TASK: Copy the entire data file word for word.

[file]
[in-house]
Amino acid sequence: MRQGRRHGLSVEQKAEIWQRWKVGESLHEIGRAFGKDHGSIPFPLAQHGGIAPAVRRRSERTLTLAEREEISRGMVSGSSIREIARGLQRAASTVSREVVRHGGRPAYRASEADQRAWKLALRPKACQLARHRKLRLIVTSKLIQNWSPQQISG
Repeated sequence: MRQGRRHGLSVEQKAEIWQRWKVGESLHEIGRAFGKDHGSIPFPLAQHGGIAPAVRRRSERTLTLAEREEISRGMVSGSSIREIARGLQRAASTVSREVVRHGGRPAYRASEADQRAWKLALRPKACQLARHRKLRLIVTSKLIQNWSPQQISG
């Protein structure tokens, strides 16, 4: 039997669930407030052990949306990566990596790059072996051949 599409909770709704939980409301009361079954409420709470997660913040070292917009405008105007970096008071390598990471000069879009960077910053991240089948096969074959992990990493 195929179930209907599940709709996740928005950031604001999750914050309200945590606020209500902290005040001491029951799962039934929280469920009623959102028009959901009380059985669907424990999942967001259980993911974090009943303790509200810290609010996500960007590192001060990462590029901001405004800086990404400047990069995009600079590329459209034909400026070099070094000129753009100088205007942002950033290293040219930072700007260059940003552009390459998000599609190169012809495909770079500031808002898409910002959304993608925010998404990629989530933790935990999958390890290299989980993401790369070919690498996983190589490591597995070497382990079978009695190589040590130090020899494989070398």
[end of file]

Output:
[in-house]
Amino acid sequence: MRQGRRHGLSVEQKAEIWQRWKVGESLHEIGRAFGKDHGSIPFPLAQHGGIAPAVRRRSERTLTLAEREEISRGMVSGSSIREIARGLQRAASTVSREVVRHGGRPAYRASEADQRAWKLALRPKACQLARHRKLRLIVTSKLIQNWSPQQISG
Repeated sequence: MRQGRRHGLSVEQKAEIWQRWKVGESLHEIGRAFGKDHGSIPFPLAQHGGIAPAVRRRSERTLTLAEREEISRGMVSGSSIREIARGLQRAASTVSREVVRHGGRPAYRASEADQRAWKLALRPKACQLARHRKLRLIVTSKLIQNWSPQQISG
């Protein structure tokens, strides 16, 4: 039997669930407030052990949306990566990596790059072996051949 599409909770709704939980409301009361079954409420709470997660913040070292917009405008105007970096008071390598990471000069879009960077910053991240089948096969074959992990990493 195929179930209907599940709709996740928005950031604001999750914050309200945590606020209500902290005040001491029951799962039934929280469920009623959102028009959901009380059985669907424990999942967001259980993911974090009943303790509200810290609010996500960007590192001060990462590029901001405004800086990404400047990069995009600079590329459209034909400026070099070094000129753009100088205007942002950033290293040219930072700007260059940003552009390459998000599609190169012809495909770079500031808002898409910002959304993608925010998404990629989530933790935990999958390890290299989980993401790369070919690498996983190589490591597995070497382990079978009695190589040590130090020899494989070398």